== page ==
YORK, Pa. (WHTM) — The primary election is just about a week away, and a number of incumbents in Pennsylvania’s state House will have to fight to keep their seats. On Monday, a couple of entrenched Republicans were dissed by one of their own, which almost never happens in Harrisburg.
At York’s Round the Clock Diner, Republican state Rep. Mike Jones served up an unusual dish — he publicly endorsed the Republican challengers of his York County colleagues Stan Saylor and Keith Gillespie.
“When York Couty needed them the most, Stan Saylor and Keith Gillespie were sitting at home,” Jones said.
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Jones and several area businessmen say Saylor and Gillespie should have more actively supported reopen York and Donald Trump rallies. They also say he did not fight enough against COVID-19 shutdowns initiated by Gov. Tom Wolf.
“We don’t need legislators, we need warriors, and when we needed people to fight, they, unfortunately, were nowhere to be seen,” Jones said.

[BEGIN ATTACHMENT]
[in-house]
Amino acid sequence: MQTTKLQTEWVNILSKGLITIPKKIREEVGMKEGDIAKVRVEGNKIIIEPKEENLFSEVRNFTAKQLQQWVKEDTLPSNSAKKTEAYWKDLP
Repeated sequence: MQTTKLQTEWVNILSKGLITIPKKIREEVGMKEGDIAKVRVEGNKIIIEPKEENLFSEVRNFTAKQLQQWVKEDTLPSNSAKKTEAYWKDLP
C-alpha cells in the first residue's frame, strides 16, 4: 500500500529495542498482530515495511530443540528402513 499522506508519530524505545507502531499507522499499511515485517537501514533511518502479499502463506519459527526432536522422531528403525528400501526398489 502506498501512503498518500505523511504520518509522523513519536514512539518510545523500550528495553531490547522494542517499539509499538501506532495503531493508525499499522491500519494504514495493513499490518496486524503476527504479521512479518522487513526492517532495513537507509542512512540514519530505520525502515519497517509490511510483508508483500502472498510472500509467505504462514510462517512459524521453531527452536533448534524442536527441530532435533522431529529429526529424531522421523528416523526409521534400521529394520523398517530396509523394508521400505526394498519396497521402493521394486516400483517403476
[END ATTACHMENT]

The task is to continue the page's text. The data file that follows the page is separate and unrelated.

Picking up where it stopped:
Former state Sen. Jeff Piccola called the action by Jones “shameful.” Piccola is the chair of York County’s GOP, which endorsed Saylor and Gillespie. He questions the motives of those trying to unseat them.
“This outside group that has come in here to disrupt things, please go back to where you came from and leave us alone. We have two great representatives, and we’re going to keep them,” Piccola said.
Wendy Fink is trying to upset Saylor, a 28-year incumbent and the third most powerful Republican in the House. “I don’t think that I’m going to be well liked in Harrisburg by career politicians, but my goal is not to work for them, my goal is to work for the people,” Fink said.
Joe D’Orsie is trying to end Gillespie’s 20-year run. “I don’t really have an ax to grind with the incumbent. I feel called by God for this moment, and I’m stepping forward,” D’Orsie said.
abc27 was referred to the House Republican Campaign Committee for comment, and the committee said it supports Saylor and Gillespie and that they have “sought to protect personal freedoms and stop Tom Wolf’s liberal agenda.”
Jones disagrees and knows supporting outsiders could hurt him with party leaders, but he insists it isn’t personal, it’s just politics.
“They’re my friends. I tried to warn them, they didn’t listen. It’s time for them to go,” Jones said.